Daly River

90cm barramundi caught at Daly River, Steve Cooper

The Daly River is one of the most popular barramundi fishing destinations for Darwin anglers. The river is rightly famous for its spectacular runoff fishing at the end of the Wet, but produces barramundi year round. Some experienced NT anglers rate the Daly as the Territory’s premier barramundi river. In these days of cheap airfares, I’ve met interstate anglers who have bought a boat and left it at the Daly, making fortnightly visits.

The river is a 2.5-hour drive south of Darwin. To get there, follow the Stuart Highway to Adelaide River township, turn right and drive for another hour. Public boat ramp access is available at the crossing and downstream near Wooliana. Banyan Farm Caravan Park has a private boat ramp and mooring facilities. To access it, turn right at the signpost before you reach Daly River crossing.

The river has snags, sandbars, S-bends, creeks and rock bars spread over 40 km from the Daly River crossing to where it flows into Anson Bay. The lower reaches are riddled with sandbars so you need to take care.

On my most recent visit, I fished with Dave Shepherd from Port Stephens and Roger Enriquez from Melbourne. We towed a hire boat from Darwin for the week’s fishing and stayed at Banyan Farm Caravan Park, a neat, clean facility with all necessary amenities. As with many NT caravan parks, this one is set up to cover all tastes, from caravans to backpackers. Fuel was available about 5 km down the road.

We camped beside a group of three anglers who fish competitions together as ‘Diesel & Dust’. These locals pointed us upriver to a small creek called Tommys Creek. It’s about 400 m below Mango Farm.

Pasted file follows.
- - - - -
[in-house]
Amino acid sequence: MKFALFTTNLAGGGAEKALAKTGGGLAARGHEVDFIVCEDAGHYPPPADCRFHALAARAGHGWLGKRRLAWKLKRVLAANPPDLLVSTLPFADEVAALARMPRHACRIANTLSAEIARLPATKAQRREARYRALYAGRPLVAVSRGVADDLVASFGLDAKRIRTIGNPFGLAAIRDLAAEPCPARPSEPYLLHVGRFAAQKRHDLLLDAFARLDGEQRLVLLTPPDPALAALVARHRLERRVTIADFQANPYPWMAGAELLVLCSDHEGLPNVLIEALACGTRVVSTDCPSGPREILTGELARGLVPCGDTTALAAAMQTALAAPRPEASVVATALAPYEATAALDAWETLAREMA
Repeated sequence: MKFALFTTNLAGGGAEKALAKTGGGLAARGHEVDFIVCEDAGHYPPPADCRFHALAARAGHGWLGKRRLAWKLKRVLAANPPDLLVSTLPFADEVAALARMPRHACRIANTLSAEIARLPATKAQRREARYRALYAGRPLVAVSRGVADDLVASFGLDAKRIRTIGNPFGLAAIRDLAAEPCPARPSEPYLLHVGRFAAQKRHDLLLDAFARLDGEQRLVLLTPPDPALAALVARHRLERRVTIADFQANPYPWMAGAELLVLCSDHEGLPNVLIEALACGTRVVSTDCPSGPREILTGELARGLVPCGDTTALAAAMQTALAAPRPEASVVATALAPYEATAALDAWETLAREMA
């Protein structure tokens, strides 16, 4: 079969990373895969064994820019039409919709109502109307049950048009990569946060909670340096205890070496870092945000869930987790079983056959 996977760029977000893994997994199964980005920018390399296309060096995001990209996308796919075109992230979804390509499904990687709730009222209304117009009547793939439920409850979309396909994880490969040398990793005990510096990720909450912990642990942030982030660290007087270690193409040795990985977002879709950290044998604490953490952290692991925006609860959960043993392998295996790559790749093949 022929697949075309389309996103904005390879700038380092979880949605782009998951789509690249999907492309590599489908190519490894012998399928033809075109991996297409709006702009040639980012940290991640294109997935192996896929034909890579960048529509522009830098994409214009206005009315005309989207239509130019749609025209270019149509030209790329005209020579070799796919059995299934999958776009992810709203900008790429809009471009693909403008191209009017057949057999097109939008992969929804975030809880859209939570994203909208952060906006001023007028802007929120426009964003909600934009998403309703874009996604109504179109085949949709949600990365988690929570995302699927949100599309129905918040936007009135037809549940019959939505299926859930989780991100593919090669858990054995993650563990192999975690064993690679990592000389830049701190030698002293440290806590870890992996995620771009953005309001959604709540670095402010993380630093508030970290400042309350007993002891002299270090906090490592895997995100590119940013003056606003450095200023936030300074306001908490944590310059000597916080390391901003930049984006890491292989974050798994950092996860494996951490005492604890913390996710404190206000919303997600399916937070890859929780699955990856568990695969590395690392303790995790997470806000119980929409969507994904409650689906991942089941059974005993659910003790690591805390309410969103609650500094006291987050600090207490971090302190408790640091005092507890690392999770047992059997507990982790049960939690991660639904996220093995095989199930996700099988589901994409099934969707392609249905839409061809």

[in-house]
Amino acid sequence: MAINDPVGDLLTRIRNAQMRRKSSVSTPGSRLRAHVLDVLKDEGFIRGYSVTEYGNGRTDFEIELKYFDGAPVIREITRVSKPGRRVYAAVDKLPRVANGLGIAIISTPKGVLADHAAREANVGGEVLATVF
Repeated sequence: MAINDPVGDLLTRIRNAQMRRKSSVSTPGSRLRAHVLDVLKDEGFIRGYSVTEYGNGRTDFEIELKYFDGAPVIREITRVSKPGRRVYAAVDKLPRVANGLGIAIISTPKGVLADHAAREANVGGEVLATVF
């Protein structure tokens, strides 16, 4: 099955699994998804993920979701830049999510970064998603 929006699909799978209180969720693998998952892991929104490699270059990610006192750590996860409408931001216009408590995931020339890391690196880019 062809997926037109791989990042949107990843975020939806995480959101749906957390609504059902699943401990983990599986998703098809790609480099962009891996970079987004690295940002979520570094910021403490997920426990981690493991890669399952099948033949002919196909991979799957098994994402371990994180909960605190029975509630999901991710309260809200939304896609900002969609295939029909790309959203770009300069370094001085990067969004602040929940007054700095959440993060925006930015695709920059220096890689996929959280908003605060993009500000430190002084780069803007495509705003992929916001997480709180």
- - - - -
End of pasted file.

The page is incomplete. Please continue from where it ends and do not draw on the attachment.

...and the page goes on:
The creek is accessible from land, at least by the locals. When we arrived, half a dozen land-based anglers were casting lures and bait into the narrow creek, and among the snags at the mouth. As we watched, one angler pulled a barramundi of about 70 cm long, and another couple of fish were lost in the heavy terrain.

Downstream about 50 m was a large snag about 20 m off the bank. As we drifted over it, we saw good numbers of barra on the sounder. We anchored off it but found fishing difficult, because the snag was  fresh from the recent floods, and there were many small branches  to negotiate.

Roger worked a soft plastic lure, while Dave and I cast hard-bodied minnows. Dave selected a Barra Classic in the bleeding rose colour, which is a red head with a bright green body. My choice was a Super Barra in pink and silver.

As it turned out, Dave achieved the magical hook-up. He cast to the outer edge of the snag, allowed his lure to drift to the timber with the current, wound down a few turns to get his lure into the timber, and started to retrieve. He had barely wound more than half a dozen turns when 92 cm of barramundi inhaled his lure and started to dance across the surface. The fight was tough and close, and Dave had to work the fish hard to keep the fish out of the timber. After a few minutes, Roger netted the silver slab in the fish-friendly Environet. I took photographs and Dave duly released the fish unharmed.

We had no more luck that day, but other anglers who fished the area did well during the week. There are many small run-offs and creeks along the Daly, and all of them produce barramundi.



When bait-fishing for barramundi with live mullet and cherabin (giant freshwater shrimp which can be up to 20 cm long) hooks from 4/0 to 6/0 are employed, depending on bait size. Live prawns or popeye mullet set under a float make excellent baits when allowed to drift back into a snag or over a rock bar. Barra will sometimes crush and kill bait without taking it in, so it pays to be alert. If this is happening, the fish may have felt line pressure too early and need longer to take the bait.


Most anglers in the Daly work lures to about  15 cm long, mainly floating/diving minnow types and soft plastics. Successful techniques include casting and trolling. Soft plastics are often taken as they sink and can be worked ultra slowly along the bottom in a slow lift-and-drop action. As with many species, the golden rule of lure presentation is that you cannot wind slow enough for barramundi. Casting anglers work their lures slowly and with an erratic retrieve.

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